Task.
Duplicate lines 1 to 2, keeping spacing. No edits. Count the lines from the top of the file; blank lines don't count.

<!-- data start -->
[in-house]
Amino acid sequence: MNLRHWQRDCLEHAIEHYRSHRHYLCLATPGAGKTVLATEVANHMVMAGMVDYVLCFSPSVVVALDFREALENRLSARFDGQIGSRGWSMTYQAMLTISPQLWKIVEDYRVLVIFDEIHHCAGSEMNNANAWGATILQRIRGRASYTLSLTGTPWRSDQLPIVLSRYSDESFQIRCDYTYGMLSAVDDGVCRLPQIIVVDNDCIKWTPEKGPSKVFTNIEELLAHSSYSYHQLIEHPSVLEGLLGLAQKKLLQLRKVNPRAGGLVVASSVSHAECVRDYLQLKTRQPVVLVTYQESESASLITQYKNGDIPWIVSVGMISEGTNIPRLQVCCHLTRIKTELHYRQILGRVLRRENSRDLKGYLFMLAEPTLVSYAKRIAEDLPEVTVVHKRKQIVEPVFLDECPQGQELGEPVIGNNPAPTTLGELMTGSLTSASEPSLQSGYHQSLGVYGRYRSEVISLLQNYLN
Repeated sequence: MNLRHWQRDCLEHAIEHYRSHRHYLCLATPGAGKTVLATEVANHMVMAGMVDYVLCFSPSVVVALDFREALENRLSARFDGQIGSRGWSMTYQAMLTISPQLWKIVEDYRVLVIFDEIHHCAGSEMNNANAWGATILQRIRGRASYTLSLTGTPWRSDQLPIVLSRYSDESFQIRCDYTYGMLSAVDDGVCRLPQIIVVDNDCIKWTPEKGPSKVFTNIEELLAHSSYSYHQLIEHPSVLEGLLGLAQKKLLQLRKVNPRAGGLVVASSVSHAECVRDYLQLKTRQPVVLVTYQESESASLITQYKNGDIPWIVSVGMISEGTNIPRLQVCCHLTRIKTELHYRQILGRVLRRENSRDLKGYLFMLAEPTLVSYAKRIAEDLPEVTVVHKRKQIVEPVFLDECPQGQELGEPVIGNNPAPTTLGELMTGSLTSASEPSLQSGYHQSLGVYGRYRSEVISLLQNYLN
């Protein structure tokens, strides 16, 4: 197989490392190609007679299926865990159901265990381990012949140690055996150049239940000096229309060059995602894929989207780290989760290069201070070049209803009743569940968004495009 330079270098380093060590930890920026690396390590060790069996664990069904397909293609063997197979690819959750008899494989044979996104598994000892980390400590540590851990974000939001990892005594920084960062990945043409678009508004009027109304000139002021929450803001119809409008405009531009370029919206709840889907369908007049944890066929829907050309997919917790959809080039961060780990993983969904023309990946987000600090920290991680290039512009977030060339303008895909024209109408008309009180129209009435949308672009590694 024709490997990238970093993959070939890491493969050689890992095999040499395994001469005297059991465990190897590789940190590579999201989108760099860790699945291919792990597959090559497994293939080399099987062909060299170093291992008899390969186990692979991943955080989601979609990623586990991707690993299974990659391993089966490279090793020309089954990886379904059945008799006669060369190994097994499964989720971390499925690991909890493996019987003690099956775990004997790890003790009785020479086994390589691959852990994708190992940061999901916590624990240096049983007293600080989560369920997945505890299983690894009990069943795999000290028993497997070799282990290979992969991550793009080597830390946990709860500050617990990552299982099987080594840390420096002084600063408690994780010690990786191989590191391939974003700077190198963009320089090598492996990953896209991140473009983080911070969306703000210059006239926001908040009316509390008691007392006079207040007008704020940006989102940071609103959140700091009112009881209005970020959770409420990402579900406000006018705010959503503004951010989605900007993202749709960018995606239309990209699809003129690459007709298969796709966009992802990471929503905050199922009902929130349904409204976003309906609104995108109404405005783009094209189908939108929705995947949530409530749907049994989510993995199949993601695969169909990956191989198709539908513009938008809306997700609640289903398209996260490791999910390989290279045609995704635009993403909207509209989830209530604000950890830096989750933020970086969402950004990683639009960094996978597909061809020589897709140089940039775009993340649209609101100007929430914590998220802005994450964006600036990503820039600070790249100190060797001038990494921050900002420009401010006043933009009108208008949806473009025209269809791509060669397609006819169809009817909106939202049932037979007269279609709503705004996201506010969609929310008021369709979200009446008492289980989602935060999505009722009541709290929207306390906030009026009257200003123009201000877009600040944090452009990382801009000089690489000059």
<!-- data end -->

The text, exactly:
[in-house]
Amino acid sequence: MNLRHWQRDCLEHAIEHYRSHRHYLCLATPGAGKTVLATEVANHMVMAGMVDYVLCFSPSVVVALDFREALENRLSARFDGQIGSRGWSMTYQAMLTISPQLWKIVEDYRVLVIFDEIHHCAGSEMNNANAWGATILQRIRGRASYTLSLTGTPWRSDQLPIVLSRYSDESFQIRCDYTYGMLSAVDDGVCRLPQIIVVDNDCIKWTPEKGPSKVFTNIEELLAHSSYSYHQLIEHPSVLEGLLGLAQKKLLQLRKVNPRAGGLVVASSVSHAECVRDYLQLKTRQPVVLVTYQESESASLITQYKNGDIPWIVSVGMISEGTNIPRLQVCCHLTRIKTELHYRQILGRVLRRENSRDLKGYLFMLAEPTLVSYAKRIAEDLPEVTVVHKRKQIVEPVFLDECPQGQELGEPVIGNNPAPTTLGELMTGSLTSASEPSLQSGYHQSLGVYGRYRSEVISLLQNYLN